KitoZyme strengthens evidence of prebiotic activity of its KiOtransine

Thanks to the extensive work, the team was able to demonstrate clear bifidogenic activity that offers new avenues of product development for both consumer healthcare and health food companies all over the world

A new publication, which is based on research conducted by Professor Marco Ventura and his team at the University of Parma, demonstrates the bifidogenic activity of Chitin-glucan. This is a novel ingredient that has been patented by KitoZyme and which is sold under its brand name KiOtransine.

Prebiotic is currently a hot topic with an increasing level of scientific and medical consensus regarding the relevance of providing our guts with good food to support growth of our bacteria.

While classic compounds such as fructo-oligosaccharides or galacto-oligosaccharides are already widely used, there are downsides to them. These downsides are mainly in regard to the daily dosage and the resulting gas production.

KitoZyme has patented a new ingredient, a co-polymer of chitin and beta-glucan that is derived from the cell walls of mycelium. This non-GMO, non-animal, gluten-free ingredient had previously demonstrated prebiotic potential through different studies, including the use of the SHIME platform to measure the production of short-chain fatty acids, butyrate and propionate.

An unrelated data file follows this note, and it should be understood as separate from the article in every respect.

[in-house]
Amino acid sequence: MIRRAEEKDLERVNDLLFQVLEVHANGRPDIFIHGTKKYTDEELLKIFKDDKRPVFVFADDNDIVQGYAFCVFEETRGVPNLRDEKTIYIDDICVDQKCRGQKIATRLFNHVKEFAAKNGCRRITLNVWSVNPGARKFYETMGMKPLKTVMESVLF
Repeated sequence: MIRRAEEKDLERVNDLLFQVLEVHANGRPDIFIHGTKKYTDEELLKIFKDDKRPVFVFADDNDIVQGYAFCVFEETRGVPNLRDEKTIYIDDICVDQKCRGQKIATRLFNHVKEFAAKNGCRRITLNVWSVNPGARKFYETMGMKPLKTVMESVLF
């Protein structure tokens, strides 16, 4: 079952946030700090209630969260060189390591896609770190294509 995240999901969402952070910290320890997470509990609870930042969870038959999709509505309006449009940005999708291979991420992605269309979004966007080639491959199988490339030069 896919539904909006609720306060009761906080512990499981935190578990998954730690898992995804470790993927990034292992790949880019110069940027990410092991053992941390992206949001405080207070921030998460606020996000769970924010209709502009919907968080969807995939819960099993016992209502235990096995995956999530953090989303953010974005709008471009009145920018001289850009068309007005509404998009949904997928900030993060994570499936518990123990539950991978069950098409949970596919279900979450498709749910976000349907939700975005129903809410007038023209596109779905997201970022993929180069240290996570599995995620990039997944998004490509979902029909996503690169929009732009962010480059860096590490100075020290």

Prebiotic is a hot topic with an increasing level of scientific and medical consensus regarding the relevance of providing our guts with good food to support growth of our bacteria

KitoZyme recently asked Professor Marco Ventura of the University of Parma to specifically study the ability of bifidobacteria to use chitin-glucan as a carbon source.

Bifidobacteria are very abundant in the human gut, especially during the first months of one’s life, although their numbers decrease following weaning and in the elderly. They can also decrease when suffering from gastrointestinal diseases, which suggests that this taxon plays a positive role in the promotion of host health.

Thanks to the extensive in-vitro and in-vivo work, the team was able to demonstrate a clear bifidogenic activity that offers new avenues of product development for both consumer healthcare and health food companies all over the world.

The full publication can be found here.

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